The Energetic and Carbon Economic Origins of Leaf Thermoregulation

Research, data demonstrated leaf thermoregulation maximizes photosynthesis, having broad implications for fundamental biology, ecosystem modeling.

The Science

This research uses a variety of global datasets to support theory suggesting that plants maximize carbon gain in part via myriad traits that regulate temperature near the optimum for photosynthesis.

The Impact

This paper provides the first large advance in the understanding of leaf thermoregulation, and is thus likely to be tested widely.

Summary

Leaf thermoregulation has been rarely documented, and its control is unknown. However, leaf temperature is one of the most critical parameters regulating photosynthesis in Earth system models. Improving its understanding has widespread fundamental and applied (e.g., modeling) value. The scientists tested a novel carbon- and energy-based theory using multiple global datasets of leaf temperature and photosynthesis, along with myriad leaf traits. The theory was supported by the data, and demonstrated that leaf thermoregulation does act to maximize photosynthesis. This research has broad implications for fundamental biology and for applied modeling of ecosystems.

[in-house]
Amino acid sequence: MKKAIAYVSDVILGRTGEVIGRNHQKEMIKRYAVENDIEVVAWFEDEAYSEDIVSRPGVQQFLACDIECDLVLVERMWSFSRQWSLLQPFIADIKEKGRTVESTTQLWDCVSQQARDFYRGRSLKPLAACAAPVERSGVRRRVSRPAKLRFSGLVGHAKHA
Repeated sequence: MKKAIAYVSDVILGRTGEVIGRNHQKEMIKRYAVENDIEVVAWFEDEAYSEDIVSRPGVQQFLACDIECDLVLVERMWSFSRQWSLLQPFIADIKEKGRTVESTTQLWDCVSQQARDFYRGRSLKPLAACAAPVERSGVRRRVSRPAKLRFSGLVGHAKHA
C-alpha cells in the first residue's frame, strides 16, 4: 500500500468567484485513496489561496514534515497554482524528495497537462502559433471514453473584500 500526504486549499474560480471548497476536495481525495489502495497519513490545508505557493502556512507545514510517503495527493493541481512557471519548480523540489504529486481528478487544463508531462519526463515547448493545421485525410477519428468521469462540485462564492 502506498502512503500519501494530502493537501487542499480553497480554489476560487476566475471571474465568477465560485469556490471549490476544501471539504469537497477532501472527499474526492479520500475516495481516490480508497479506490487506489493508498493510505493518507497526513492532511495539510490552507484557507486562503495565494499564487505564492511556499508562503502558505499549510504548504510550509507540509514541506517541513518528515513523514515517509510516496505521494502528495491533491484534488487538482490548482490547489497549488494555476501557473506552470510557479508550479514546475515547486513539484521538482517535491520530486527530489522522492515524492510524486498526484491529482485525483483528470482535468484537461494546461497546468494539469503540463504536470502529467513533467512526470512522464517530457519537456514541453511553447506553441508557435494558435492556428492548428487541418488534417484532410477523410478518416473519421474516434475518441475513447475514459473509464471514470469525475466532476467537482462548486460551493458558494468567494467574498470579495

Principal Investigator

Nate McDowell
Pacific Northwest National Laboratory
nate.mcdowell@pnnl.gov

Program Manager

Daniel Stover
U.S. Department of Energy, Biological and Environmental Research (SC-33)
Environmental System Science
daniel.stover@science.doe.gov

Funding

Funding was provided by the Next-Generation Ecosystem Experiments (NGEE)–Tropics project of the Office of Biological and Environmental Research, within the U.S. Department of Energy Office of Science; by Los Alamos National Laboratory LDRD; by the National Science Foundation; and by the Aspen Center for Environmental Studies.

References

Michaletz, S. T., M. D. Weiser, N. G. McDowell, and J. Zhou, et al. "The energetic and carbon economic origins of leaf thermoregulation". Nature Plants 2 16129  (2016). http://dx.doi.org/10.1038/nplants.2016.129.